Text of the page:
The new UK Government has an opportunity to take full advantage of the global shift to a low-carbon economy, says Matthew Bell, Chief Executive of the Committee on Climate Change.
Just before the summer break, the newly minted Department for Business, Energy and Industrial Strategy – with the backing of the new Prime Minister – passed the fifth carbon budget. As one of the first acts of this new Government it helps to set the tone: industrial strategy is, in part, the strategy to develop low-carbon industry.
Incorporating the global need to reduce emissions into industrial strategy will help the UK to meet its domestic carbon budgets, but it will also carve out an advantage for UK industry in a competitive export market. Producing low-carbon steel and low-carbon cement (alongside electric vehicles, wind turbines, low-carbon services and many other products) is a niche that offers the UK a chance to export into new and growing markets.
The main lesson that I took with me from the private sector is that success comes from differentiation – from adding value that others either cannot or have not yet thought to do. We should be seeking to differentiate our industrial products – while also developing new ones – rather than trying to compete in low-margin commoditised markets where substitutes abound for what we are trying to sell.
The increased ambition to tackle climate change pledged by over 190 nations in Paris last December means that the world will move more rapidly towards reducing its greenhouse gas emissions. The world will increasingly value low-carbon manufactured products. That explains the large and growing interest and participation of industry in the Paris process. It is one way the UK should be seeking to differentiate its steel, cement and countless other products for the benefit of domestic industry.
The CCC will play its role in helping that process. In mid-October the Committee will report back to the Government on the implications of the Paris Agreement for UK policy. We will consider the Climate Change Act in light of the Paris Agreement and what, if any, changes are needed. The first rule of good business is thinking ahead.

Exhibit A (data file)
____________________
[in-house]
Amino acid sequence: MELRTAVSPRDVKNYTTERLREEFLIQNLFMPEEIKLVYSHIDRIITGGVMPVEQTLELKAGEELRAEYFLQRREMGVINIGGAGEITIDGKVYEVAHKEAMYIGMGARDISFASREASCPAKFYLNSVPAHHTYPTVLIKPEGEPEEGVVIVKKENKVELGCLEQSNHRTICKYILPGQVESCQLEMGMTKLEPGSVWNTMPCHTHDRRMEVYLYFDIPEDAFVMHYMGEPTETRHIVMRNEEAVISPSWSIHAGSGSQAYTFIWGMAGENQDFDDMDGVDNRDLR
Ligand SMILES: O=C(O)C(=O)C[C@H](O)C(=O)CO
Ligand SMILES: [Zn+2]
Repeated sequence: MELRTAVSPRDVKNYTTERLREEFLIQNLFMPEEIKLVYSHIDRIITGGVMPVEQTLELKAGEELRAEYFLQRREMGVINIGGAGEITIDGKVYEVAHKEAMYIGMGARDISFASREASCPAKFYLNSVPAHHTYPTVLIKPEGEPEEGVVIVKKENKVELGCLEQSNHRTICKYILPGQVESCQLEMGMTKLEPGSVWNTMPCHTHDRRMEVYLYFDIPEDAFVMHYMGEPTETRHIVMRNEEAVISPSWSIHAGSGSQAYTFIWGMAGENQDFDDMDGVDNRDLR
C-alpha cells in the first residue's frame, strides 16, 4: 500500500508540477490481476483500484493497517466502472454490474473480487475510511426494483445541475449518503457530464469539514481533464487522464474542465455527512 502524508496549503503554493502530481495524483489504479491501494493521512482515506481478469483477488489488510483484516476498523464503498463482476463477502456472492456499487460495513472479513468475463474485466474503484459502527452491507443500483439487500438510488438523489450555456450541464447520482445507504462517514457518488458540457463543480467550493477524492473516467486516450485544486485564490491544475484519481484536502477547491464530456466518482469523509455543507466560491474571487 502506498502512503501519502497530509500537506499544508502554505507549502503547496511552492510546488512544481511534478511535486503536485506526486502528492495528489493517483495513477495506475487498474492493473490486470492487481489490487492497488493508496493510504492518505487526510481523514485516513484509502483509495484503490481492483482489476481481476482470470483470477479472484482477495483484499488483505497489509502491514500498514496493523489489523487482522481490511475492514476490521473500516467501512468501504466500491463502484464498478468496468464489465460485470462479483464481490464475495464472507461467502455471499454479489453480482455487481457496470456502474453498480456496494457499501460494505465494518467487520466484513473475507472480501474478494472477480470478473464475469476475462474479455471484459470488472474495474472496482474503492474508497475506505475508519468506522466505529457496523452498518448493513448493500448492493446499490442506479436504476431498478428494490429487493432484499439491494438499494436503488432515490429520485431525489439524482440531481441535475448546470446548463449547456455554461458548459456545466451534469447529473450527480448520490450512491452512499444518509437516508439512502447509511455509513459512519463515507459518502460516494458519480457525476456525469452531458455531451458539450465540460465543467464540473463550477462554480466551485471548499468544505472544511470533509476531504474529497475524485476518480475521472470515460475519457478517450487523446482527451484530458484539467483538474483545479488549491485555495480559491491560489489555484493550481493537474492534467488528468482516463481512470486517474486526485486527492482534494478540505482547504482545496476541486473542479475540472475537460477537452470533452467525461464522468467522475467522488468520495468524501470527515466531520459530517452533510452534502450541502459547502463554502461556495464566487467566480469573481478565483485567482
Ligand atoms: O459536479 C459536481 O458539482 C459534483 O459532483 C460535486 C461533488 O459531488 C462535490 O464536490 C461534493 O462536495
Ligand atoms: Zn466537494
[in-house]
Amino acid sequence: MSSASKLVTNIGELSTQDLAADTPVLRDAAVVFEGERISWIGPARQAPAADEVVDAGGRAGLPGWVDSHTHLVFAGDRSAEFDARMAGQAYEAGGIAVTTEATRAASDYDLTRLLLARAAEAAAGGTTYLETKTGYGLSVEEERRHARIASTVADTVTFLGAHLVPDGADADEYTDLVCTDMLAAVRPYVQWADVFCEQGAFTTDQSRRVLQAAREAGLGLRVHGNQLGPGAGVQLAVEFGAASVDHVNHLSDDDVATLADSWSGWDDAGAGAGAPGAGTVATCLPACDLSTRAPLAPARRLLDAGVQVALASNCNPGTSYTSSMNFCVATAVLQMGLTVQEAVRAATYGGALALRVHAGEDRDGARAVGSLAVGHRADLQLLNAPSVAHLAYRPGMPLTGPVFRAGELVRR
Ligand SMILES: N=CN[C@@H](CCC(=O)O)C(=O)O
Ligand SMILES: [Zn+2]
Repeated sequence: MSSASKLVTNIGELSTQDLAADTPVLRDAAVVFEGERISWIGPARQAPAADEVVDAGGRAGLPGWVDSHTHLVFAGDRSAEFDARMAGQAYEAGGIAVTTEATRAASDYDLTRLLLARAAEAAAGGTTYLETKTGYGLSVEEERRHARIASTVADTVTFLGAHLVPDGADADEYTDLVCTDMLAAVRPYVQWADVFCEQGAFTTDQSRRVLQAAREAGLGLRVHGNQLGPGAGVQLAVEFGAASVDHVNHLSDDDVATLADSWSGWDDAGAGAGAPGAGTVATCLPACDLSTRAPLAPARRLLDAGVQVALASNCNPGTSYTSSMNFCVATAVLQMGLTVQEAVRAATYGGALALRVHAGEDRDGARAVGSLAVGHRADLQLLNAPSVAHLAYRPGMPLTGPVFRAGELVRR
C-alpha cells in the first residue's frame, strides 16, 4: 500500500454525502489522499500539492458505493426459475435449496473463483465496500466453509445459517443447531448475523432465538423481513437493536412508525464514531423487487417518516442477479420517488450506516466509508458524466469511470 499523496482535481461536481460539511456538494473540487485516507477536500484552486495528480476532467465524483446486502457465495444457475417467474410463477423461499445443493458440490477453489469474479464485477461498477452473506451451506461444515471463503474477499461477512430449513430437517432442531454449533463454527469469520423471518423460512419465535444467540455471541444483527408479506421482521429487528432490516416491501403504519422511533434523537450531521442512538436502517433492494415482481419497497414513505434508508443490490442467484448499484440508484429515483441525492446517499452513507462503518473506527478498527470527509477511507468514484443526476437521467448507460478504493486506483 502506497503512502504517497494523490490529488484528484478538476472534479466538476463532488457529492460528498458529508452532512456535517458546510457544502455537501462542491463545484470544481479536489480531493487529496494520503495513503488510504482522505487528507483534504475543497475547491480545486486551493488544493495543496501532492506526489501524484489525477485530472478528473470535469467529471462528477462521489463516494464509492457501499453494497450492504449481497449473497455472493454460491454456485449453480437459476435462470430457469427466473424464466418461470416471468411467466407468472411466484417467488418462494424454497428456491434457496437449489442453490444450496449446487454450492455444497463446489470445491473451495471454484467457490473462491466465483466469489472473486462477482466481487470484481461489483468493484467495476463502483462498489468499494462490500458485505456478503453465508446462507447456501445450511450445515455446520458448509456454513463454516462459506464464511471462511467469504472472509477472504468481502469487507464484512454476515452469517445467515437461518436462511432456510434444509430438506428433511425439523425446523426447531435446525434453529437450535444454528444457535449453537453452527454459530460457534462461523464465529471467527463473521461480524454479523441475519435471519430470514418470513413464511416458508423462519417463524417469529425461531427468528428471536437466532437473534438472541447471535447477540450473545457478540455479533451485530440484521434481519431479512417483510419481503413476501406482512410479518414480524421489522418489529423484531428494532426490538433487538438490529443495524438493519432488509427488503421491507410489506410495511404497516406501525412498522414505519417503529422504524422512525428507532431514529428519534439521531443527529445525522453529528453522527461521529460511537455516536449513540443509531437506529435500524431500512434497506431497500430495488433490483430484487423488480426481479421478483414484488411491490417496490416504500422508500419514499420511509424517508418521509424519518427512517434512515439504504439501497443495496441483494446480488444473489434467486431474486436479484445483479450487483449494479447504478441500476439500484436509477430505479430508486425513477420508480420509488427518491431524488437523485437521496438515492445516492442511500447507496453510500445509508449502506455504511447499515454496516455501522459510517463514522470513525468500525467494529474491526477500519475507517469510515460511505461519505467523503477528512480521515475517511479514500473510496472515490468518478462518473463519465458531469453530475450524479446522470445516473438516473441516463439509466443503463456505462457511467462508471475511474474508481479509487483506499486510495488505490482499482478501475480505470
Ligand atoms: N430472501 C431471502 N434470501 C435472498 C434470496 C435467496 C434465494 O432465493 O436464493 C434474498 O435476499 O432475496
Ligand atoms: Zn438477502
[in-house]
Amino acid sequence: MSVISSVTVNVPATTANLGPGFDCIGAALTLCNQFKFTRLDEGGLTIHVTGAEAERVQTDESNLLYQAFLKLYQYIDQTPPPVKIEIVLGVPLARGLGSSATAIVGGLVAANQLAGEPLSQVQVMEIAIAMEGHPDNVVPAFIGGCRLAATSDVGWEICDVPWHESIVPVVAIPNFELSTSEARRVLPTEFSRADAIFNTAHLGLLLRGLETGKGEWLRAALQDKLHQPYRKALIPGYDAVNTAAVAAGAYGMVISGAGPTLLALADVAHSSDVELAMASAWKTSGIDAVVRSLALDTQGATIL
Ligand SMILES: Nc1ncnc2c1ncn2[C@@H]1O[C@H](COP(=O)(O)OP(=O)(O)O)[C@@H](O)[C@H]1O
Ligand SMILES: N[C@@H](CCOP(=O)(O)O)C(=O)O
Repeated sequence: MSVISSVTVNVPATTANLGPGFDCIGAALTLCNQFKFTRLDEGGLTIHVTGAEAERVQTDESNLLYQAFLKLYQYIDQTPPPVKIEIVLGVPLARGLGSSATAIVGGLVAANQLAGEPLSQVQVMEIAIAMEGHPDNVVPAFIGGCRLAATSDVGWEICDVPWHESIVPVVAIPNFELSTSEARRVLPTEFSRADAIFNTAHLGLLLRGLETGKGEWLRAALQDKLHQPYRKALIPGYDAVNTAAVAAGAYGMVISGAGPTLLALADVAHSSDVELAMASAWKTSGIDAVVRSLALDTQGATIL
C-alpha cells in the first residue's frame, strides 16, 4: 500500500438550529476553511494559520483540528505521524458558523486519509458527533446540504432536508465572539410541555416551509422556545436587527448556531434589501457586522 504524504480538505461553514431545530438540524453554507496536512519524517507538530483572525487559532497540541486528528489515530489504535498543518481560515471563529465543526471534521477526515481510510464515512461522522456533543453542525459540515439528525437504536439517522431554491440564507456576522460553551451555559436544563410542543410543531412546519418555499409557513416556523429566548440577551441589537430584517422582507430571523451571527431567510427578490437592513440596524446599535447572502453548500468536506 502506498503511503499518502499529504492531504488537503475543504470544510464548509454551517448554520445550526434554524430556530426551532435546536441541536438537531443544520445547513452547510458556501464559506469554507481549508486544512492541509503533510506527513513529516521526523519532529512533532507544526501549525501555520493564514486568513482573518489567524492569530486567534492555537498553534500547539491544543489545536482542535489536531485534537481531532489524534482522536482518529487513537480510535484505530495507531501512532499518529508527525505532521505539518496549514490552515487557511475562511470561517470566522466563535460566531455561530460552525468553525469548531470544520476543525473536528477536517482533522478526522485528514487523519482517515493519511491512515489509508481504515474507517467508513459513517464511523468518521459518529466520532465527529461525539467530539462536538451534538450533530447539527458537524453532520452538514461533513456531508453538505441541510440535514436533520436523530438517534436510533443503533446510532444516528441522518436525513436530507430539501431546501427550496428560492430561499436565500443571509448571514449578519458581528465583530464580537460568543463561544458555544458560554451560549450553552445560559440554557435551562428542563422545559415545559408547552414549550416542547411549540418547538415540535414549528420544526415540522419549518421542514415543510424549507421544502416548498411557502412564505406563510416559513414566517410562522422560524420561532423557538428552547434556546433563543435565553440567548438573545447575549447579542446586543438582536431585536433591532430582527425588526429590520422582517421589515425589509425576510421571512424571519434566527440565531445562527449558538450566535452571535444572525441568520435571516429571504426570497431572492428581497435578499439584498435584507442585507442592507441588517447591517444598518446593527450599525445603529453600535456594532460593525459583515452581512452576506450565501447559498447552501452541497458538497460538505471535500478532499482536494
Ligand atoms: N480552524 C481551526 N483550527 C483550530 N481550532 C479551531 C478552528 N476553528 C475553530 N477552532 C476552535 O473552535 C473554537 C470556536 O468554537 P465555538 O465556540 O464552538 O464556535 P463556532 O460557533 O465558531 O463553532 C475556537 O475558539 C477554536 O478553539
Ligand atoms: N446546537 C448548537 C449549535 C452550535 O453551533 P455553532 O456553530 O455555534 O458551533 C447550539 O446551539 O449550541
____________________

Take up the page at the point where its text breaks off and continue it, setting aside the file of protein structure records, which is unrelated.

At the time of writing, the Committee’s conclusions on this subject are still under discussion. However, the increased ambition in Paris most certainly means that the UK needs to place even more focus on acting now to meet its existing obligations to reduce emissions.
The focus on reducing emissions should go alongside economic growth. Emissions have already fallen 38% since 1990 while GDP has increased by over 60%. Furthermore, most of the fall in industrial emissions (about 35%) occurred before the Climate Change Act had even been passed (between 1990 and 2008). The Climate Change Act has not caused a reduction in industrial output. More recently we have seen manufacturing growth alongside emissions reduction. The two can, and should, go hand-in-hand.
The Government has committed to setting out its actions to meet the fourth and fifth carbon budgets by the end of the year. This plan should take full advantage of the closer links in the new BEIS government department between energy, business and climate change. Most importantly, it should look seriously at the industry of decarbonisation as much as at the decarbonisation of industry.
The Committee on Climate Change will set out its analysis, evidence and conclusions in mid-October. As always, I very much look forward to hearing your thoughts through the autumn and beyond.